Holding on to Uncashed Checks
William Lindahl, MBA, CLPF & Sara Toor, M.A
Individuals generally think that if that they receive a check in their name and do not cash it, it will not be counted as income if they are receiving Supplemental Security Income (SSI). According to the Code of Federal Regulations 20 CFR 416.1201.b., uncashed checks are liquid resources in that they are an available resource which can be converted to cash within 20 days.
Any check received is considered income in the month the individual received it and whatever was not spent/used becomes a resource on the first of the following month. This is known as the First-of-the-month (FOM) Rule for the Social Security Administration (SSA). The Social Security Administration (SSA) “makes all resource determinations as of the first moment of a calendar month.”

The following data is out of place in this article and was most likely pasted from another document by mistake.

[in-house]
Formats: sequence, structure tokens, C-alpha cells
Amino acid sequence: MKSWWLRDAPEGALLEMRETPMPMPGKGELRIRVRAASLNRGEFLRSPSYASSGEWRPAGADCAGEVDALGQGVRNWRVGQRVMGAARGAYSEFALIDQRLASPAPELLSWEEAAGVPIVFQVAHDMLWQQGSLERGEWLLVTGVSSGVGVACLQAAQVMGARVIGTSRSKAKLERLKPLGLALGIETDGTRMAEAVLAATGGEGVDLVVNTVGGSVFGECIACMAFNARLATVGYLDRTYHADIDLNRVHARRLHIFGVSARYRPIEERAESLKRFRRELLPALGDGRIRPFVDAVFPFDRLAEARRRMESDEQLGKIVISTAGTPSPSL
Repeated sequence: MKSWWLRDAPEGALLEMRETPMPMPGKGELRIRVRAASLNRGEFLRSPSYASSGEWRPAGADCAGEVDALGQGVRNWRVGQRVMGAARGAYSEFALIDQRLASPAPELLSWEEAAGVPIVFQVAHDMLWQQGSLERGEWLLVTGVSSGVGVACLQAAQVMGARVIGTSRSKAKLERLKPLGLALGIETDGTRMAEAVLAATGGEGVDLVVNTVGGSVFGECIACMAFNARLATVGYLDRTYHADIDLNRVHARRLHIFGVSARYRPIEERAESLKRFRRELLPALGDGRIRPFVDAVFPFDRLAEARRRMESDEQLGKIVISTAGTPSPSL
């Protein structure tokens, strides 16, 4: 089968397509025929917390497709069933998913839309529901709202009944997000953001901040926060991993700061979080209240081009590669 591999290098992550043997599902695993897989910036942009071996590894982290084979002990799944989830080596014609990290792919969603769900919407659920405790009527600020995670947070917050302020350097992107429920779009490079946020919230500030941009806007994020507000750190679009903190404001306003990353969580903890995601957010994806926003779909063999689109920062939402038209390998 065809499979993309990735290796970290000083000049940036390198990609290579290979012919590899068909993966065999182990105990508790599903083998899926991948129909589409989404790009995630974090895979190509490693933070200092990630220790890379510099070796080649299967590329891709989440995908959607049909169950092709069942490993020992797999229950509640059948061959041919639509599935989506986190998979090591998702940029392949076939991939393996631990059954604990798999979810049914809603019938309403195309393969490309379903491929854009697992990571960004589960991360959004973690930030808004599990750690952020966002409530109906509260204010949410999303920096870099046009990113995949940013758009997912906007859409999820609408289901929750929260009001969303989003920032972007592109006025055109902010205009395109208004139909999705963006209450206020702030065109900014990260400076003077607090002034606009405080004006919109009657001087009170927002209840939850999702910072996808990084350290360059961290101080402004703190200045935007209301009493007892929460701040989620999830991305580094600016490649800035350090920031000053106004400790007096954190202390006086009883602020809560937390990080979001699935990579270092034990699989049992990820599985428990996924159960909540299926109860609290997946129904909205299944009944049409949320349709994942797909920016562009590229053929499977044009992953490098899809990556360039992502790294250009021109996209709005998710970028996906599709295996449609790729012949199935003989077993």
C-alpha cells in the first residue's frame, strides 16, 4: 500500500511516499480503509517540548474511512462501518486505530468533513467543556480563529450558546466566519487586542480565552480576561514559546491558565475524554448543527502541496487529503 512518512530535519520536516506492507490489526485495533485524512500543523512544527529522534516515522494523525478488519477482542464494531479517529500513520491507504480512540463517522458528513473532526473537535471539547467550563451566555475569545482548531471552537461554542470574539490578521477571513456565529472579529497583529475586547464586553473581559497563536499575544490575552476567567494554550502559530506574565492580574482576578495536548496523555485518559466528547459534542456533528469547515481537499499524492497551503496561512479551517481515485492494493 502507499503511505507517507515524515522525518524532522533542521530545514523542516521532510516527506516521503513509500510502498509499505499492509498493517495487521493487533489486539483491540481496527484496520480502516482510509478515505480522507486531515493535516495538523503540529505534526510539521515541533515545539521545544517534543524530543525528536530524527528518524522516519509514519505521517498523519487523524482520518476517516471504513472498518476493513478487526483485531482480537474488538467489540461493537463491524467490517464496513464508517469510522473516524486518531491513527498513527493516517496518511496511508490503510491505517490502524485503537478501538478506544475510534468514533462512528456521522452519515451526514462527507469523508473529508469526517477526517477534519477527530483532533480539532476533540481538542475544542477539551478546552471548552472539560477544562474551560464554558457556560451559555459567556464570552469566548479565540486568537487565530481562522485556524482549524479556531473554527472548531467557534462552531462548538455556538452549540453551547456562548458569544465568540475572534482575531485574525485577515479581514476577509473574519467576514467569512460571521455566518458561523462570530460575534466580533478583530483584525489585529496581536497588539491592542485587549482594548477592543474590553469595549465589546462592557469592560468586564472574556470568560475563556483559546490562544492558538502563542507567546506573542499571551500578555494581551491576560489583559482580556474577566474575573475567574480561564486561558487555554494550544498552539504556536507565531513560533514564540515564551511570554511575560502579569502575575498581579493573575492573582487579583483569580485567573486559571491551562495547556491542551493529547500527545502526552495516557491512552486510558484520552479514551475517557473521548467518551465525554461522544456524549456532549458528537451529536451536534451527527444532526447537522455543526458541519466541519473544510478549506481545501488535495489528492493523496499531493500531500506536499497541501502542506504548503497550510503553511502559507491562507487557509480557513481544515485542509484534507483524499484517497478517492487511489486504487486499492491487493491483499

The Social Security Administration (SSA) considers that anything received in a month, regardless from any source, is income to an individual if it fits their definition of income for Supplemental Security Income (SSI) purposes:
“Income is any item an individual receives in cash or in-kind that can be used to meet his or her need for food or shelter. Income includes, for the purposes of title XVI, the receipt of any item which can be applied, either directly or by sale or conversion, to meet basic needs of food or shelter.”
Any item an individual receives in the current month is income for the current month only, but if it is held on to until the following month(s), it is subject to resource-counting rules.
For a better understanding please see the example below:
Sally receives a check for $500 in the middle of July. She spends $100 and holds on to the remaining $400. Her income for July is $500. The August 1st evaluation of Sally’s resources will include the $400 that she held on to.
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William E. Lindahl, MBA, CLPF